Discussion

B. subtilis and E. coli appear to use different strategies to control rRNA synthesis

We systematically examined the properties and regulation of promoters from two of the 10 B. subtilis rRNA operons. Our primary conclusions are as follows: (i) B. subtilis rrn core promoters are intrinsically strong; that is, upstream sequences contribute much less to rRNA promoter activity than in E. coli rRNA promoters. (ii) Regulation of B. subtilis rRNA transcription can occur from direct effects of changes in the concentration of GTP, the initiating nucleotide, on rRNA promoter activity. (iii) When ppGpp inhibits B. subtilis rRNA promoter activity, it may do so indirectly by reducing GTP pools. Thus, although B. subtilis and E. coli rRNA promoters employ the same small regulatory molecules, they appear to use different strategies to control rRNA synthesis. A schematic diagram (undoubtedly oversimplified) emphasizing these differences is shown in Figure 8 and discussed further below. Characterization of the promoters from the other eight operons will be required to confirm that these characteristics are typical of B. subtilis rRNA promoters. In this context, we note that additional rRNA operons have been studied by R Rudner (City University of NY, personal communication).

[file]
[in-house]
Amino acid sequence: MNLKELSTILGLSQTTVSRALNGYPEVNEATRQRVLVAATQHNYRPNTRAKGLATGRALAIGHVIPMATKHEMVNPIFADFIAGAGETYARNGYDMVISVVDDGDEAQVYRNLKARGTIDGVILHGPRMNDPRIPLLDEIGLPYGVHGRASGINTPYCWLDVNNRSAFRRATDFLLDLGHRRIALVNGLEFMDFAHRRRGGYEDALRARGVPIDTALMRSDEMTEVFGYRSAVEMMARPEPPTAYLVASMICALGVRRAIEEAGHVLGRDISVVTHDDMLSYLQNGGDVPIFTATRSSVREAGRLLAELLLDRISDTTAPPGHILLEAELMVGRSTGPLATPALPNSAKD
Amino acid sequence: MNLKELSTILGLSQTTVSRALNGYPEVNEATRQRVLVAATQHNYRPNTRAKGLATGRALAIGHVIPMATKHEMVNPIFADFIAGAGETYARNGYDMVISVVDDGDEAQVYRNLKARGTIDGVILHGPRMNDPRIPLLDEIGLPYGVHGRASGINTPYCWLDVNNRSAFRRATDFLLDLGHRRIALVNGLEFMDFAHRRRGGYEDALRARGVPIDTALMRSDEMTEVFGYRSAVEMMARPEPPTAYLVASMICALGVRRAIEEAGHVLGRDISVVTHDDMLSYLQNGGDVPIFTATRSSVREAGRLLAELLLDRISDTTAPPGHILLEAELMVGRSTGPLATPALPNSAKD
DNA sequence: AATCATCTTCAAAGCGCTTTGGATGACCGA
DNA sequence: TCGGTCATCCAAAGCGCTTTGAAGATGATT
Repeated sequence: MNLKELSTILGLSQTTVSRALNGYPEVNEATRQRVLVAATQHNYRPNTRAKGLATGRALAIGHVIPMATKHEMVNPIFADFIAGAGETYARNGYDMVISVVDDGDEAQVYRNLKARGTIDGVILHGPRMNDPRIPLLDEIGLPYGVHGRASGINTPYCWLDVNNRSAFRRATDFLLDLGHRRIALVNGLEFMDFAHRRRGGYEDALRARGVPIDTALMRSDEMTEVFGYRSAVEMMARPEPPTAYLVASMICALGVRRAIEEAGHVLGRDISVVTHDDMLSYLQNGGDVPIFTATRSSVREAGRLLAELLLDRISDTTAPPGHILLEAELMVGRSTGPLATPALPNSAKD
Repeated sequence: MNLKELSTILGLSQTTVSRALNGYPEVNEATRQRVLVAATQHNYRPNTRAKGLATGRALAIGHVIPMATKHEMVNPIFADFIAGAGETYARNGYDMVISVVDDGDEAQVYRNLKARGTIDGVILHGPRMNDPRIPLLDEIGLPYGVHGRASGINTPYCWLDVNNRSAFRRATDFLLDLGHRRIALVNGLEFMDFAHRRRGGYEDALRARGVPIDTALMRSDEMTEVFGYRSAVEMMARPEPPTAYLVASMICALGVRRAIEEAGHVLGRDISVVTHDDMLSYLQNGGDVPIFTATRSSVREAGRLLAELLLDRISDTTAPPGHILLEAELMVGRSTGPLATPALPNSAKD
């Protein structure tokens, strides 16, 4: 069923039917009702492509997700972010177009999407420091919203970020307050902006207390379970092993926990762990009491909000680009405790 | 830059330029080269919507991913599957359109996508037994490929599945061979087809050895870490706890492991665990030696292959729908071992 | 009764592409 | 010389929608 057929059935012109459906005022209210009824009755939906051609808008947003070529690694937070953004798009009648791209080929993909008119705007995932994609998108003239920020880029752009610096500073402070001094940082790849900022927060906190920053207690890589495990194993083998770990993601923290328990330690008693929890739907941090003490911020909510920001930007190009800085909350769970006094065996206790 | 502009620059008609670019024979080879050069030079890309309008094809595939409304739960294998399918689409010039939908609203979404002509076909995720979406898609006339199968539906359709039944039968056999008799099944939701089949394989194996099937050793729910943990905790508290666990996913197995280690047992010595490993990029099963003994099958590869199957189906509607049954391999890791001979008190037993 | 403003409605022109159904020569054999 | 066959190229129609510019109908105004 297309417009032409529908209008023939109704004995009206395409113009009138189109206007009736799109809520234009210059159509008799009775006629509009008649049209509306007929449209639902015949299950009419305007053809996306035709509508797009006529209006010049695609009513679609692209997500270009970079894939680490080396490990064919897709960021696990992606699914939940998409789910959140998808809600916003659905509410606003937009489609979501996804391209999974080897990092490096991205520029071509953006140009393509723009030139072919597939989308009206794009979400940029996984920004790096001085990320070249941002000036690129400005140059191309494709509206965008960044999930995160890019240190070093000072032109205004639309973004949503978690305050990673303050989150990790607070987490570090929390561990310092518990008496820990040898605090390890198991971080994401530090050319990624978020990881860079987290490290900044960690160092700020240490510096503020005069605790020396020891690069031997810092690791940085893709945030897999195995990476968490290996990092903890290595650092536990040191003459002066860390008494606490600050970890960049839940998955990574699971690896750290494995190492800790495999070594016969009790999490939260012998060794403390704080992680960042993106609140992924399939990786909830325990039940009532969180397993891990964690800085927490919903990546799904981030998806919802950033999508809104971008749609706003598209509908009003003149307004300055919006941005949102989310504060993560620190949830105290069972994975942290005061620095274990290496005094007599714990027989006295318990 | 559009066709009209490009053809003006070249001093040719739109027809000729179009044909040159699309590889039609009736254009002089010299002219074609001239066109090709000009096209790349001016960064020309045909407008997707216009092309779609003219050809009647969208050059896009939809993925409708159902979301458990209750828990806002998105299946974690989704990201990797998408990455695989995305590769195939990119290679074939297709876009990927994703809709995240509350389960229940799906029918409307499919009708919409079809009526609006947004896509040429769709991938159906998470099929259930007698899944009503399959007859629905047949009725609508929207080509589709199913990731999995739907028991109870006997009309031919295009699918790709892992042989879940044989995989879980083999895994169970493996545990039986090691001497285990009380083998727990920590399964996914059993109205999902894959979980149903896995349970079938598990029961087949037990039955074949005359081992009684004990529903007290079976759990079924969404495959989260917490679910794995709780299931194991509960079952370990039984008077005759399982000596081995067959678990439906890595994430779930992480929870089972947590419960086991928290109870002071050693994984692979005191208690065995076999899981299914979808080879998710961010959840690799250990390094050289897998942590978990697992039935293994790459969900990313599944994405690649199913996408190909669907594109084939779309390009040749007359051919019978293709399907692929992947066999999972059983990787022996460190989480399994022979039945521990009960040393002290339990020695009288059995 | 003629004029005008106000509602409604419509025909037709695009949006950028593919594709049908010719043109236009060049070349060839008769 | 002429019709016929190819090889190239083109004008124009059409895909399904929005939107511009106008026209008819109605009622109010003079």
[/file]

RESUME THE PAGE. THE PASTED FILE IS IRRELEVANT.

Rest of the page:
Figure 8.

Schematic diagram illustrating mechanisms contributing to rrn P1 promoter activity in E. coli versus B. subtilis. The transcription factor Fis and RNAP αCTD binding to UP element DNA account for the unusually high activity of rrn P1 promoters from E. coli, but not B. subtilis. Changing NTP and ppGpp concentrations regulate rRNA promoter activities in both bacteria, but in B. subtilis ppGpp may inhibit rRNA transcription indirectly by reducing GTP levels. For the sake of simplicity (and since its effect on B. subtilis rRNA promoters was not examined), H‐NS is not pictured.

Role of upstream sequences in B. subtilis rRNA promoters

Stimulation of rrn core promoter activity by upstream sequences in B. subtilis is moderate compared to that in E. coli. No fis gene was apparent from examination of the B. subtilis genome sequence, consistent with the lack of evidence for an activator (Figure 2). Most or all of the modest effect of the rrn upstream sequences could derive from αCTD–UP element interactions. UP elements are common in B. subtilis promoters (Fredrick et al, 1995; Helmann, 1995; Meijer and Salas, 2004).